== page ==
Grenfell fire: study reveals materials’ fire risk, toxic smoke

The first in-depth study of building products that burned in the Grenfell Tower apartment block fire, which killed 72 people in London in mid-2017, has produced alarming results.

The British research, published in the Journal of Hazardous Materials, showed the aluminium composite panel cladding on Grenfell was 55 times more flammable than the least flammable panels, and that the insulation behind it gave off smoke 15 times more toxic than less-flammable.

Researchers were also alarmed at how fiercely another high-rise cladding product, called high-pressure laminate or HPL, burns.

HPL is "cheaper than the aluminium composite panel and hence it's more widely used, and yet there have been no large-scale tests to show how it behaves in event of a fire", fire science professor Richard Hull, who led the new research at the University of Central Lancashire, said.

Until now, mostly only generic information about the products used on Grenfell was available, largely from the manufacturers themselves relying on tests they had commissioned.

"The industry are well ahead of us in producing new products and there is no scientific study of what is currently on the market," Prof Hull told RNZ.

His team set fire to aluminium panels of the type on Grenfell, and to the polyisocyanurate - or PIR - foam insulation which is widely used globally.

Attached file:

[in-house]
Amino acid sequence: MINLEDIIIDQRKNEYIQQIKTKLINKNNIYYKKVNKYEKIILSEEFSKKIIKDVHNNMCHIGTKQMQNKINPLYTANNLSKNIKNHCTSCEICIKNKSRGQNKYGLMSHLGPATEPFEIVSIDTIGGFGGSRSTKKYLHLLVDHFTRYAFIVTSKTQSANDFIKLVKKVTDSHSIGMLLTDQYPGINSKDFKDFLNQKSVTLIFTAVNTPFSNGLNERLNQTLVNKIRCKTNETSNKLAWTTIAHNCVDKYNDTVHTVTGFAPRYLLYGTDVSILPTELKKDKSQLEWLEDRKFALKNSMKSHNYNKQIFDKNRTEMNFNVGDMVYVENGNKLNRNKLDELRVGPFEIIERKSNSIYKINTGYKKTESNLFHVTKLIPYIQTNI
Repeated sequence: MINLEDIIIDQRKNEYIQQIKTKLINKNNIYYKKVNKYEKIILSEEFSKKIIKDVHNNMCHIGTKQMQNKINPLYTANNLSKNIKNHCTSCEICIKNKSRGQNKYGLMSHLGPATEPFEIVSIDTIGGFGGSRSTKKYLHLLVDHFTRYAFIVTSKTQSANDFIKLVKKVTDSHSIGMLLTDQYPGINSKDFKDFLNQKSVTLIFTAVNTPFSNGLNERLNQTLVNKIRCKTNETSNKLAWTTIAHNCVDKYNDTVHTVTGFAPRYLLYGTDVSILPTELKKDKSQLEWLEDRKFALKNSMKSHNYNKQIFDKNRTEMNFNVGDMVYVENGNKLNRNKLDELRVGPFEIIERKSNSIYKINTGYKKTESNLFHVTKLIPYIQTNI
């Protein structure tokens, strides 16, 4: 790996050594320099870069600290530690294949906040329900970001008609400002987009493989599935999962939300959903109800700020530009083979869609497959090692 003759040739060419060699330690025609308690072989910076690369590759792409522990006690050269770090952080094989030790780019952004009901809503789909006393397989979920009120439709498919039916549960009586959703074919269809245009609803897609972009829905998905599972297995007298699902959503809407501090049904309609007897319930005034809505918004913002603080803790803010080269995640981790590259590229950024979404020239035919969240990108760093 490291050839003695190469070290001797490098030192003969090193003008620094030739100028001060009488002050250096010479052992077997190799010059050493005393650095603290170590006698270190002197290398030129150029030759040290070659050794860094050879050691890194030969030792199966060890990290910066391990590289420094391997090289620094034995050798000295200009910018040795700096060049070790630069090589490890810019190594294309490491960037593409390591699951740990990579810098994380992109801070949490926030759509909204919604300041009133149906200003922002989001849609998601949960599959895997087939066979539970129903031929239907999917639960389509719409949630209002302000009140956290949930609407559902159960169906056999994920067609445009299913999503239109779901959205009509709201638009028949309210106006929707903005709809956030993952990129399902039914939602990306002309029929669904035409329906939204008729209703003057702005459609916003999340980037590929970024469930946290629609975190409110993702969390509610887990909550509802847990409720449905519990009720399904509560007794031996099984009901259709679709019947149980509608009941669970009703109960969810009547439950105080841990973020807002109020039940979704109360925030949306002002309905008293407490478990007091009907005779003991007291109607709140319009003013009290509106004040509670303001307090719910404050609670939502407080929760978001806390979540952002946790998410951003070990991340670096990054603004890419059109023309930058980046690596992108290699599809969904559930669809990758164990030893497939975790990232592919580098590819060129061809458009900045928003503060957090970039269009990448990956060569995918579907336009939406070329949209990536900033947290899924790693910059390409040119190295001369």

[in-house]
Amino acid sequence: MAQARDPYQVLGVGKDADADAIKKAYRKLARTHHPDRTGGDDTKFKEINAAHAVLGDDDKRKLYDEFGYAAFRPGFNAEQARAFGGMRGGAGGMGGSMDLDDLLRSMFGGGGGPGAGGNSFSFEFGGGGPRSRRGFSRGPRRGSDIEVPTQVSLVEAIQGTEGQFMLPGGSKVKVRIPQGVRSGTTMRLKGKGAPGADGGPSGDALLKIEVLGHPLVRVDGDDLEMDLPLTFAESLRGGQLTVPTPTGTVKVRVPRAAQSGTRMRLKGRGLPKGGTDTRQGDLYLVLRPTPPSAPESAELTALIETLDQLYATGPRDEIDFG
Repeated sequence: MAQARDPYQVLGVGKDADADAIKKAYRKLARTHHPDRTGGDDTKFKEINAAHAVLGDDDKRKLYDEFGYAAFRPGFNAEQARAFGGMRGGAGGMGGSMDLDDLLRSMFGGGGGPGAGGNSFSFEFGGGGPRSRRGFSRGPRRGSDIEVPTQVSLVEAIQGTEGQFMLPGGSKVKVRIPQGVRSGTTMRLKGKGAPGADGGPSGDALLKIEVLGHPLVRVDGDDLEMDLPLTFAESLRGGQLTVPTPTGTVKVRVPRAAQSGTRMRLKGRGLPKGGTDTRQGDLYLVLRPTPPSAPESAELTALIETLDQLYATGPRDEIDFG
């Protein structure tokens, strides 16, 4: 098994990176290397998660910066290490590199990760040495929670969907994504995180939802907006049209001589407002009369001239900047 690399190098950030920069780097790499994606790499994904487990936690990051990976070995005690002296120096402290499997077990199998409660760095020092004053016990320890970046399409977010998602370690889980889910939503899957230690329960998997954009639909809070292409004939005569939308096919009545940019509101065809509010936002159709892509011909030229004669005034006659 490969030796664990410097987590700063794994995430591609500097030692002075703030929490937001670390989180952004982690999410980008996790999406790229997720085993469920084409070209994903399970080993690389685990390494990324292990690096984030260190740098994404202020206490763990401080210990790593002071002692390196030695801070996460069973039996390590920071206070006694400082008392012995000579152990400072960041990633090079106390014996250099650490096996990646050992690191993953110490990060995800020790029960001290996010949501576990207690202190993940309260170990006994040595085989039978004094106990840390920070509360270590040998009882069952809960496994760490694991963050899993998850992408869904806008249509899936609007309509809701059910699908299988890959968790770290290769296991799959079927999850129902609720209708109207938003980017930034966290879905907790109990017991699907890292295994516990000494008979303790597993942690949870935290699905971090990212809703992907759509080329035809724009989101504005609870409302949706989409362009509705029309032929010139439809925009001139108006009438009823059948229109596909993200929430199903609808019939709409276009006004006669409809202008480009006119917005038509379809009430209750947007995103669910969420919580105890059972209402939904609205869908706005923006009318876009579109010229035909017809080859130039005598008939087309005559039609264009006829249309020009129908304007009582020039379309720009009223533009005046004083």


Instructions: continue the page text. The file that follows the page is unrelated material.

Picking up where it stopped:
The cladding ignited easily, with the heat rapidly liquefying the polyethylene inside it sending molten drips onto the PIR insulation and igniting that.

Burning 1kg of the PIR insulation "is sufficient to fill a 50m3 room with an incapacitating and ultimately lethal effluent", the study said.

"The insulation materials that have previously been marketed as safe in a fire ... actually can be ignited very easily just with a few drips of burning polythene," Professor Hull said.

"The two things actually interact together in a way that's worse than them burning individually."

Evidence at the Grenfell fire inquiry in Britain is that most victims were overcome by the smoke.

The new study shows hydrogen cyanide is in the smoke, and it incapacitates and asphyxiates much more rapidly than carbon monoxide.

NZ should follow UK government's example, professor says

As for high-pressure laminate, Prof Hull said it was not known how many tower blocks in Britain used it even though it could lead to another Grenfell-type fire.

"From the data we produced it would look as though it would be a very serious threat in a fire."

The British government has now said it would look into the use of the laminate, and Professor Hull said other countries such as New Zealand should do the same.

"It was quite remarkable in the UK that the government had no idea how many buildings had what kind of cladding. Also remarkable the fire brigade were taken aback by how combustible these buildings were."

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